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Old 02-22-09, 04:23 PM   #1
woodenidol
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Increasing low range on 1987 bike

Howdy all,

I somewhat hijacked another posters question, on an earlier post. Most answers were directed at his initial question (as it should be). I did reread some old posts and look at the answers he got, looked around the web a bit more and have formulated a rough plan.

My bike presently has the 105 group, on my 1987 Schwinn Tempo. Gearing is 52/38-13/24.
My thinking is that I have these options.

Change front crank to either a triple or a compact double.

Broaden the range on the rear freewheel.

Looks like I will need a wider range RD to accomplish either of these options. Im thinking I would prefer the compact double over the triple. I am thinking of changing out the freewheel first, and then moving to the cranks if I find it neccasary. This will involve just an initial change in freewheel and RD.

Im looking at a RD that will accomodate a 16t front change, a max cog of 34 on the back with a total tooth capacity of 36t.

So Im thinking my initial purchases to be something like the following.

http://cgi.ebay.com/New-Old-Stock-Sh...742.m153.l1262

http://www.thethirdhand.com/index.cg...d=811536721399

Using the 14/28 or the mega range 14/34 (this seems a bit odd, but if it shifts fine maybe a nice bailout?)

This takes me from a current low of 42.4 Gear inches, to a low of either 36.3 with the 28 or 29.9 with the 34. A final change to a compact double gets me to 26.8.

First stage can be done for about $60 dollars, so it seems a pretty decent change for the money, while letting me keep my index shifting intact and not worrying about frame issues of going to the newer 8-10 cog cassettes.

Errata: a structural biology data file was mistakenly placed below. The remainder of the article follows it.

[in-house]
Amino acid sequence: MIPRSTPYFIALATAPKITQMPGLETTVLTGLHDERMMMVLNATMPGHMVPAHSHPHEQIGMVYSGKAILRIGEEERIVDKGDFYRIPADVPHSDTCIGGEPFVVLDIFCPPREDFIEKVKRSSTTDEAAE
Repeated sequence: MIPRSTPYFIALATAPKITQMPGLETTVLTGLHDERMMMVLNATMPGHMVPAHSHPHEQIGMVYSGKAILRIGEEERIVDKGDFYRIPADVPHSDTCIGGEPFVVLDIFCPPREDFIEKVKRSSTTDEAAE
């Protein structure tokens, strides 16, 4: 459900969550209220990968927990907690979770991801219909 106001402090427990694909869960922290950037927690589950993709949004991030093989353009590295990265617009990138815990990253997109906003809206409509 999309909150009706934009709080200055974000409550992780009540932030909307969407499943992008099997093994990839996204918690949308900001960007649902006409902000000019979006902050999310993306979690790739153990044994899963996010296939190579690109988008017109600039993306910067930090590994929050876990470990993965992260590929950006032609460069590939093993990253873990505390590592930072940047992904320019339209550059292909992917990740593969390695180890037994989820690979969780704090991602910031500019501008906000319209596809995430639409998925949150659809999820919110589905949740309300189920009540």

So a reasonble plan? Short sighted, better alternatives?
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Old 02-22-09, 04:37 PM   #2
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you need a freewheel or cassette?
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Old 02-22-09, 04:44 PM   #3
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If the rear der is a short cage it prob won't take a bailout gear larger than 30T.

While you can use that Deore rear der a 7 speed can be found cheaper. You may want to upgrade, just sayin'.

8 speed stuff is real cheap on ebay, if you want to consider that route.

I think you've got a good idea going. What I'm not certain about is what you need.
Would a 30T bailout with a compact crank be enough?

If it's not, it's not a big deal. I use really low gearing because I tour.

Btw, Nashbar sometimes has good prices on stuff.
http://www.nashbar.com/profile.cfm?c...A%20Freewheels
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Old 02-22-09, 05:05 PM   #4
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Freewheels/cassettes come in a variety of 'sizes' in terms of teeth on the cogs. You'd get a very real difference if you swapped out the frwh/cassette to something like a 13-28. I'd suggest trying that before you make a decision regards a new crankset ($$$). You are on the right path. There are other brands of freewheels and cassettes. You don't make it clear which you have. You might want to see the IRD models. Shop around.

If you want a new derailleur, which i'm not certain you need, and you are looking at spending around $40 - you might like a new Shimano Ultegra. It's last years model - a 6500 - but there is no real difference you'll notice. And these are available for $40. Ultegra RD's are usually between $80 and $110. The Ultegra RD blows doors on the Deore. Or anything in that price range. Here's a link:

http://www.cambriabike.com/shopexd.a...EAR+DERAILLEUR

I run these on both of my higher-end machines. Shifts are smooth as silk.

Regards thinking of a triple crankset - one warning: They can be a real PITA getting it to work right. If you are using a friction-shifter, this maybe a good option. But an indexed system would be more problematic. Take a look: